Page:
An invasive plant is an exotic plant that lives in the wild without human assistance, and disrupts ecosystems. (The Society for Ecological Restoration has a useful list of invasives in southern Ontario (PDF).) Invasive plants spread prolifically, replacing native plant communities. Since most native insects can't eat these invasive plants, the population of insects declines.

So what? Even if you don't like insects (I find many of them beautiful and fascinating), insects are an important food for more "charismatic" animals. Most songbirds feed their young caterpillars; if the native plants those caterpillars eat are gone, the baby songbirds starve. The loss of native plants has repercussions throughout the foodweb. Not only the plants, but the animals who eat them, and the animals who eat those animals, and so on, go into decline as invasive plants take over.

Can we predict which exotic plants may become invasive?

Many popular garden plants, particularly food crops, are non-native. It would be nice to know which ones pose a risk to our ecosystems, so we could avoid them. Unfortunately, ecosystems are so complex and ever-changing that it's difficult to predict which plants will become invasive. Still, there are a couple of things to watch out for:

  • Plants that self-sow or "naturalize readily". Yes, most of us love getting free plants, but when exotics start reproducing, will you be able to control their spread?
  • Plants from a similar climate. It's no coincidence that our invasive plants come from temperate Eurasia. Here they can find the climate they're adapted to, without the insects and diseases that kept their populations in check back home.

When I first learned about the dangers of invasive plants, I assumed that "heirloom" varieties would be safe. Surely if people have been growing a plant in Toronto for a century without a problem, it's not going to invade now, I thought. Unfortunately, I was wrong. In Bringing Nature Home (Portland, OR: Timber Press, 2007), Douglas W. Tallamy documents many seriously invasive plants which were well-behaved garden plants for decades before becoming a problem.

You would think that an exotic plant that is very similar to a native plant could fit into our ecosystems without causing problems, but we can't assume that either. Tallamy reports that even closely related plants support far fewer insects than their native counterparts. Here in Ontario, European frogbit (Hydrocharis morsus-ranae is one of the most serious invasive plants according to the Canadian Wildlife Service. It forms dense mats on the waters surface which prevent native plants from growing underneath. Yet European frogbit looks virtually the same as the native American frogbit (Limnobium spongia); the only visible difference is that the native frogbit has a grooved stem.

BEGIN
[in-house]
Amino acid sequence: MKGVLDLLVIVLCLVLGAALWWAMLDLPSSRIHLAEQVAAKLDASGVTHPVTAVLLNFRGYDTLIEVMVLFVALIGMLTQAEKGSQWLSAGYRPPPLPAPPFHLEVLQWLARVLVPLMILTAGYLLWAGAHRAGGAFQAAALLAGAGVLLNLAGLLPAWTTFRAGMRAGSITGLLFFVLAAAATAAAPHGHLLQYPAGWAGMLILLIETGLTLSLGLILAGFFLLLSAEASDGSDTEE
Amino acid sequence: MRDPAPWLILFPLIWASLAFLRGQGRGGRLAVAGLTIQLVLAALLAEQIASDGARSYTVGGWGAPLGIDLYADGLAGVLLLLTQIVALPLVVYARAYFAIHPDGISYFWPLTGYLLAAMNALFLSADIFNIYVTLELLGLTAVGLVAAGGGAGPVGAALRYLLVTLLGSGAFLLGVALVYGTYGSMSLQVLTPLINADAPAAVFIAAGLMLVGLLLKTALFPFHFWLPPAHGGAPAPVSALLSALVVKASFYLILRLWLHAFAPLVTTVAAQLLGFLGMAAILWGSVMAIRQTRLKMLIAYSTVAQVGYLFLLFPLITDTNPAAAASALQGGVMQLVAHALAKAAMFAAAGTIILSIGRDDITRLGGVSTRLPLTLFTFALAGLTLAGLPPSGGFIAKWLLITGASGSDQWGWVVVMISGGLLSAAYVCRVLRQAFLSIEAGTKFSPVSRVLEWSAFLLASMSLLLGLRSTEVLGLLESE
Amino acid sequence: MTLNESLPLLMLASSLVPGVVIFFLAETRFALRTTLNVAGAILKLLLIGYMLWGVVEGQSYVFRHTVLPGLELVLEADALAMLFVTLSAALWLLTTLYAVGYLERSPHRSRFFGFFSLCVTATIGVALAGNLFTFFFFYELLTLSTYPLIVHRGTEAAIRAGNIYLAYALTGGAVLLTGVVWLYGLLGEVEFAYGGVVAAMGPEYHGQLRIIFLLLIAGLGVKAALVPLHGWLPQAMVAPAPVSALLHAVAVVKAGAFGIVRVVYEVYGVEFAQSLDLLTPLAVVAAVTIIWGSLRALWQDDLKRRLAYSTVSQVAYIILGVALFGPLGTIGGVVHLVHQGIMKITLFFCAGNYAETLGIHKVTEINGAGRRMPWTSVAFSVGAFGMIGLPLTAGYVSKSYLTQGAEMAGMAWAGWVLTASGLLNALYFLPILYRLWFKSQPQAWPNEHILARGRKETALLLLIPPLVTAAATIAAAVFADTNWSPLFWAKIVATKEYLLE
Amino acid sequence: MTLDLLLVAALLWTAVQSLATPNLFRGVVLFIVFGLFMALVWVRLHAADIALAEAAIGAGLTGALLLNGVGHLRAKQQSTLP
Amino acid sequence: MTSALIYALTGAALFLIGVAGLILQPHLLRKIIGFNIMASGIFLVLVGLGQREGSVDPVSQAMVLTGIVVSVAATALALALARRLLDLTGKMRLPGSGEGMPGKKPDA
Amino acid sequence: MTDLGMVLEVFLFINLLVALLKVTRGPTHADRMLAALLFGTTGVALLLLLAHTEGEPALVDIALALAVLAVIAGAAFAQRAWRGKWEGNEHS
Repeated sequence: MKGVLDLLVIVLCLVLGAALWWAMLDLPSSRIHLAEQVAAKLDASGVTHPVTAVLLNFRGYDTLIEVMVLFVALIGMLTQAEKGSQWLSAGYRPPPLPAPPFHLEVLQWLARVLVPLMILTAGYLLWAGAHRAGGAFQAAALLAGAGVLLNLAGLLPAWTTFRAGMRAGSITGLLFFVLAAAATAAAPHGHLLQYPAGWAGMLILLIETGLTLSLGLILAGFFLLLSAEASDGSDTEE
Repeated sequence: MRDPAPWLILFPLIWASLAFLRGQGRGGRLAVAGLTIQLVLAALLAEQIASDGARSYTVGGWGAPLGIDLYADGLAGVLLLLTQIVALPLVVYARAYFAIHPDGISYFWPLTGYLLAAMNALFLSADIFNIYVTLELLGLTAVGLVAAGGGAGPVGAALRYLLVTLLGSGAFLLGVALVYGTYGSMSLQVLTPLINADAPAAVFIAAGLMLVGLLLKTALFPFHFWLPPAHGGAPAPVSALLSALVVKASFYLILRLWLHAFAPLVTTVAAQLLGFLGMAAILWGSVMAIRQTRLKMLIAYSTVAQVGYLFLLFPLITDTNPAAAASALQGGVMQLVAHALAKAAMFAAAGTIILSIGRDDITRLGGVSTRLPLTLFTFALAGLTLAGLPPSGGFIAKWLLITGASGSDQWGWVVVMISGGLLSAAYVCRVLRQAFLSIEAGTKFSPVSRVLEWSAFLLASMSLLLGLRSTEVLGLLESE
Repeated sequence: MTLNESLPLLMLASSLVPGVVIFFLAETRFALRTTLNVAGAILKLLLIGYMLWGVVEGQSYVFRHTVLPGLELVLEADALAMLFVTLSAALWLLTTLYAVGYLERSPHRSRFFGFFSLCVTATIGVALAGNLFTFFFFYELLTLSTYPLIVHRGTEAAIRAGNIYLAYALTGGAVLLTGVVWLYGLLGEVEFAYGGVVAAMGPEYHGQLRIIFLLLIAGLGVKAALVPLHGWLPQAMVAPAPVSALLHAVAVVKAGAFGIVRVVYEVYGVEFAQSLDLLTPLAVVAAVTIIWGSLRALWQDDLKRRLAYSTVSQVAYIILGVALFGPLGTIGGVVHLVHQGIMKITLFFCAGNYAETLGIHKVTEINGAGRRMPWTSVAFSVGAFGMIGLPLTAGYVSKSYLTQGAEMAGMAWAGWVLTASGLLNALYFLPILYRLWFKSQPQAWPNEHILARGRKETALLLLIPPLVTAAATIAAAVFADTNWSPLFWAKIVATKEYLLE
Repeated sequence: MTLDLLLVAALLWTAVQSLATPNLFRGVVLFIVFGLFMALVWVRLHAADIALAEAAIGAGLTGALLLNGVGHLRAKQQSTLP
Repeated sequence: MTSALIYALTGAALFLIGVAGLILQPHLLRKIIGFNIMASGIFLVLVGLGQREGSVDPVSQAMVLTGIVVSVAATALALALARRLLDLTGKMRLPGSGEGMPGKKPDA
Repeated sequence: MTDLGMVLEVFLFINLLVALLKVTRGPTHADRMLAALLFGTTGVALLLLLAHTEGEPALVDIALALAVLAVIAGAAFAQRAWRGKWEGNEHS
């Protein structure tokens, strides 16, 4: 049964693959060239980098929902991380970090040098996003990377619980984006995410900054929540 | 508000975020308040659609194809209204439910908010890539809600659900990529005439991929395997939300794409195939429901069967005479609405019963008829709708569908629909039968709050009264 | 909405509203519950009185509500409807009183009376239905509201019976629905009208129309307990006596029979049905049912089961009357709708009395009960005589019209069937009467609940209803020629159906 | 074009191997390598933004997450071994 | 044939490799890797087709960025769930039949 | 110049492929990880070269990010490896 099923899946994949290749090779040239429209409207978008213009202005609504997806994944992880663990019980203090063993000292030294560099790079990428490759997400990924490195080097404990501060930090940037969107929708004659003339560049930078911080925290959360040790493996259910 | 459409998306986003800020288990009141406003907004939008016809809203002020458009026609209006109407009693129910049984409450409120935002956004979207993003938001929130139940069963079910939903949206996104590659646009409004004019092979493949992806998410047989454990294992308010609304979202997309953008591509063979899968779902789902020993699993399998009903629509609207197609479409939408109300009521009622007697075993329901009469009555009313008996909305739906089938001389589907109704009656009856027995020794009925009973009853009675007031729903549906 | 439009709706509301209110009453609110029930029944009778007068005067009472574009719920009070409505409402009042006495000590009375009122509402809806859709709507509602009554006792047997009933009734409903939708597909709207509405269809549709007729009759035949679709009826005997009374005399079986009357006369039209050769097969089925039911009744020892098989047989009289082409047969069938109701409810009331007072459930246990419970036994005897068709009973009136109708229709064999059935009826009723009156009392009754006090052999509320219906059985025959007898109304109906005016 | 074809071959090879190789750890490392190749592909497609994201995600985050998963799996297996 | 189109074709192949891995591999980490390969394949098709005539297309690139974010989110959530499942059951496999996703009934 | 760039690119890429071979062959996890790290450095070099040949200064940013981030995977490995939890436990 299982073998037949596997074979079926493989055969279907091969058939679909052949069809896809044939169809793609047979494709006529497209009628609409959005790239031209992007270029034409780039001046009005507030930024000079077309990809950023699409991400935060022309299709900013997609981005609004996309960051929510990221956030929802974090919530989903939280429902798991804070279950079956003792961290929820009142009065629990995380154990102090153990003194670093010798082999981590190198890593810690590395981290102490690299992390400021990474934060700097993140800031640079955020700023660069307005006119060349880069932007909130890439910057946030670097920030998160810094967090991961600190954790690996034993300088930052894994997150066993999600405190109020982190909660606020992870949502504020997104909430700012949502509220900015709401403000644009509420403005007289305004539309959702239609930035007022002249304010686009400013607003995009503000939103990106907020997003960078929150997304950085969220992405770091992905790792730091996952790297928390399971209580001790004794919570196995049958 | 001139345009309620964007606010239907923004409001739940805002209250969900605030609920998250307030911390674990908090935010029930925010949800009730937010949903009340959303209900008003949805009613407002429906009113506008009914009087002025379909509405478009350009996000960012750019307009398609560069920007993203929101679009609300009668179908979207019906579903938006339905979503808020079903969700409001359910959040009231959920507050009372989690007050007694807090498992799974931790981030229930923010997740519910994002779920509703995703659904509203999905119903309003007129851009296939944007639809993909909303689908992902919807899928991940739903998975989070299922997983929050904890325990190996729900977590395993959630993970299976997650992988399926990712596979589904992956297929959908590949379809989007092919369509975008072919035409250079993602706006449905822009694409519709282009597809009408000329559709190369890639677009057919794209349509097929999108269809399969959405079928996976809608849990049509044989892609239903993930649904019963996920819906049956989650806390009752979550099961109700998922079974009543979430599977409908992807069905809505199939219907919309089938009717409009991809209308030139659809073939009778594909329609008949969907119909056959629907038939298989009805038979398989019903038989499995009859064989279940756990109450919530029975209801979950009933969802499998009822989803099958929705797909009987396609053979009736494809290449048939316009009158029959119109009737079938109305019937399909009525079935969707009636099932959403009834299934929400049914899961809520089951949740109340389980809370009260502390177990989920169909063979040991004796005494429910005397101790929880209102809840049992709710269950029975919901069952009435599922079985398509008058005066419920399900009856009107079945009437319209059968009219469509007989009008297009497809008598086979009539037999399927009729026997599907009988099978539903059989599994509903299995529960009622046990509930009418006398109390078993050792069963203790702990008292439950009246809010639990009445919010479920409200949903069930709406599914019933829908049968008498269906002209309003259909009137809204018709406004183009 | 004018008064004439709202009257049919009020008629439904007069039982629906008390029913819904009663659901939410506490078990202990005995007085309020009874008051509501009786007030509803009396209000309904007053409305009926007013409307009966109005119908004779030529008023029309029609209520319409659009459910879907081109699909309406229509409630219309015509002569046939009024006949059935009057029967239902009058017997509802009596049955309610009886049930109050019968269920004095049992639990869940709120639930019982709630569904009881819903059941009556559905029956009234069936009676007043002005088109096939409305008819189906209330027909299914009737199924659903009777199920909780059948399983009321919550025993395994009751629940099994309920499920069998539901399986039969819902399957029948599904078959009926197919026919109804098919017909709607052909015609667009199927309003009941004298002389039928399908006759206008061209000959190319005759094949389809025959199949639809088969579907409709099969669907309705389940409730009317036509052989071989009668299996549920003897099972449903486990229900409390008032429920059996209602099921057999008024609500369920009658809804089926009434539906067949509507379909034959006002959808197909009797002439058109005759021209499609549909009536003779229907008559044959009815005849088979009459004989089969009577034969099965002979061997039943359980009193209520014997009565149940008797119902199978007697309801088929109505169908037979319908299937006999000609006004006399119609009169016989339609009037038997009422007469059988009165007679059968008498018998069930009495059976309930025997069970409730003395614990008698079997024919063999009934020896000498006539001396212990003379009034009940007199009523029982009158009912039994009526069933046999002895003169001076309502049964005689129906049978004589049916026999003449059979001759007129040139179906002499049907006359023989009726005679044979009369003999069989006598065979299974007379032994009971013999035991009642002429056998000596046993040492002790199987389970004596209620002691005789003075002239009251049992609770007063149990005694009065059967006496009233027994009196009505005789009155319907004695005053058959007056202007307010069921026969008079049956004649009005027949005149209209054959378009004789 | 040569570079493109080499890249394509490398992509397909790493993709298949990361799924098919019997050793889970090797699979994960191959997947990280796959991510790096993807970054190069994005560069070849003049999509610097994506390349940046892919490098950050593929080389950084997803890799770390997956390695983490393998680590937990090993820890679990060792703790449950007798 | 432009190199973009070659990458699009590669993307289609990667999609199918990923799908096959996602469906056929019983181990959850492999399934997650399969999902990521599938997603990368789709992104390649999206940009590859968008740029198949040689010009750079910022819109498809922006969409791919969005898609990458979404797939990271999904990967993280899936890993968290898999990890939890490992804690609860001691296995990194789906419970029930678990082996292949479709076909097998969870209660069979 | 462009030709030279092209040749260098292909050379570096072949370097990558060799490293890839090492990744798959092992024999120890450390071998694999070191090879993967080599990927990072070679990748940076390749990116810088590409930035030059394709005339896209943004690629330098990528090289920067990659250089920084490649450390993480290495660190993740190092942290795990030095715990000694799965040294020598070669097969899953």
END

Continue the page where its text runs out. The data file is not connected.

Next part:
Implications for our gardens

Although most of us will continue to grow some non-natives, especially foods and herbs, it's clearly better for the environment to

  • choose natives rather than non-natives whenever possible (see the Ontario section of the North American Native Plant Society Sources List)
  • don't buy plants known to be invasive (check the list! (PDF))
  • prevent non-natives in the garden from spreading elsewhere if possible (deadhead, plant in containers rather than directly in the ground, etc.)
  • remove invasive plants from the garden, especially those whose spread is difficult to control (if it's a tree, check out Toronto's Private Tree By-law before proceeding—you may need a permit)

Increasing our use of native plants can let us enjoy beautiful gardens while preserving the beauty of our wilderness.

No comments:

Post a Comment

Related Posts Widget for Blogs by LinkWithin